<MedlineID>
98051955
            </MedlineID>
            <PMID>
9390282
            </PMID>
            <DateCreated>
                <Year>
1998
                </Year>
                <Month>
01
                </Month>
                <Day>
15
                </Day>
            </DateCreated>
            <DateCompleted>
                <Year>
1998
                </Year>
                <Month>
01
                </Month>
                <Day>
15
                </Day>
            </DateCompleted>
            <DateRevised>
                <Year>
2000
                </Year>
                <Month>
12
                </Month>
                <Day>
18
                </Day>
            </DateRevised>
            <Article>
                <Journal>
                    <JournalIssue>
                        <PubDate>
                            <Year>
1997
                            </Year>
                        </PubDate>
                    </JournalIssue>
                </Journal>
                <ArticleTitle>
Using Tcl for molecular visualization and analysis.
                </ArticleTitle>
                <Pagination>
                    <MedlinePgn>
85-96
                    </MedlinePgn>
                </Pagination>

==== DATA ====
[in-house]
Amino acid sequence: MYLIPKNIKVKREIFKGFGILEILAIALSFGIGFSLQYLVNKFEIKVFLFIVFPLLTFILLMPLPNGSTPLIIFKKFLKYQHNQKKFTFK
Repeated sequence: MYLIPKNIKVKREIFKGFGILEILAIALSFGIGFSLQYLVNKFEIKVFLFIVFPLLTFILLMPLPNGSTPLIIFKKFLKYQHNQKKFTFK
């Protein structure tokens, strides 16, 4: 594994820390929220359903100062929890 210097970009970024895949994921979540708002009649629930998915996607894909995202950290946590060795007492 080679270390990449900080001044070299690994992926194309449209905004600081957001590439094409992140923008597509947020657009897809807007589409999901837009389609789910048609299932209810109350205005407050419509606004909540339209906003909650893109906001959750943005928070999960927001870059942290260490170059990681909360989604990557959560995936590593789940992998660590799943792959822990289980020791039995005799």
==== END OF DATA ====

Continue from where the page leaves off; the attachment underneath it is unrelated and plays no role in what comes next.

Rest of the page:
<Abstract>
                    <AbstractText>
Reading and manipulating molecular structure data is a standard task
in every molecular visualization and analysis program, but is rarely
available in a form readily accessible to the user. Instead, the
development of new methods for analysis, display, and interaction is
often achieved by writing a new program, rather than building on
pre-existing software. We present the Tcl-based script language used
in our molecular modeling program, VMD, and show how it can access
information about the molecular structure, perform analysis, and
graphically display and animate the results. The commands are
available to the user and make VMD a useful environment for studying
biomolecules.
                    </AbstractText>
                </Abstract>
                <Affiliation>
Beckman Institute, Urbana, IL 61801, USA.
                </Affiliation>
                <AuthorList CompleteYN="Y">
                    <Author>
                        <LastName>
Dalke
                        </LastName>
                        <ForeName>
A
                        </ForeName>
                        <Initials>
A
                        </Initials>
                    </Author>
                    <Author>
                        <LastName>
Schulten
                        </LastName>
                        <ForeName>
K
                        </ForeName>
                        <Initials>
K
                        </Initials>
                    </Author>
                </AuthorList>
  ..........
>>> len(pom)
1
>>> for author in pom[0]["MedlineCitation"]["Article"]["AuthorList"]:
...     print author["LastName"].tostring()
...
Dalke
Schulten
>>>

See pynms.sourceforge.net for more details and license.

The DTDs come from NCBI at
  http://www.ncbi.nlm.nih.gov/entrez/query/DTD/index.html

The POM builders are created from the DTDS with the following:
  1. Go to the top-level EUtils directory
  2. ./dtd2py EUtils/DTDs/*.dtd